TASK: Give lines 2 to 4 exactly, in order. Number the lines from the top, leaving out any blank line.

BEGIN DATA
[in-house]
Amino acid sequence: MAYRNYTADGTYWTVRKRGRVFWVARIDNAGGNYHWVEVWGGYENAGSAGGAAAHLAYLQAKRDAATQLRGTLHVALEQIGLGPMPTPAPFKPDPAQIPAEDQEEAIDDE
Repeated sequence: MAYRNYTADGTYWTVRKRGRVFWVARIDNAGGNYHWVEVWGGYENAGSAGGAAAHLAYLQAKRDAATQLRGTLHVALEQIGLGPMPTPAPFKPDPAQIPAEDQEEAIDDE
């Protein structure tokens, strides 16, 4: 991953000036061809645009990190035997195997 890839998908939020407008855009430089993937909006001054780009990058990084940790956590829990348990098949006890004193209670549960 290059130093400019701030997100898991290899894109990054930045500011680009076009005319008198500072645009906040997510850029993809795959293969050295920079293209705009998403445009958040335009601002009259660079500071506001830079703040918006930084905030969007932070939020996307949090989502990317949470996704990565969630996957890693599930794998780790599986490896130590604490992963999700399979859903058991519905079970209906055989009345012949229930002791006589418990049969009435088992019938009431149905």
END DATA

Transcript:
Amino acid sequence: MAYRNYTADGTYWTVRKRGRVFWVARIDNAGGNYHWVEVWGGYENAGSAGGAAAHLAYLQAKRDAATQLRGTLHVALEQIGLGPMPTPAPFKPDPAQIPAEDQEEAIDDE
Repeated sequence: MAYRNYTADGTYWTVRKRGRVFWVARIDNAGGNYHWVEVWGGYENAGSAGGAAAHLAYLQAKRDAATQLRGTLHVALEQIGLGPMPTPAPFKPDPAQIPAEDQEEAIDDE
């Protein structure tokens, strides 16, 4: 991953000036061809645009990190035997195997 890839998908939020407008855009430089993937909006001054780009990058990084940790956590829990348990098949006890004193209670549960 290059130093400019701030997100898991290899894109990054930045500011680009076009005319008198500072645009906040997510850029993809795959293969050295920079293209705009998403445009958040335009601002009259660079500071506001830079703040918006930084905030969007932070939020996307949090989502990317949470996704990565969630996957890693599930794998780790599986490896130590604490992963999700399979859903058991519905079970209906055989009345012949229930002791006589418990049969009435088992019938009431149905």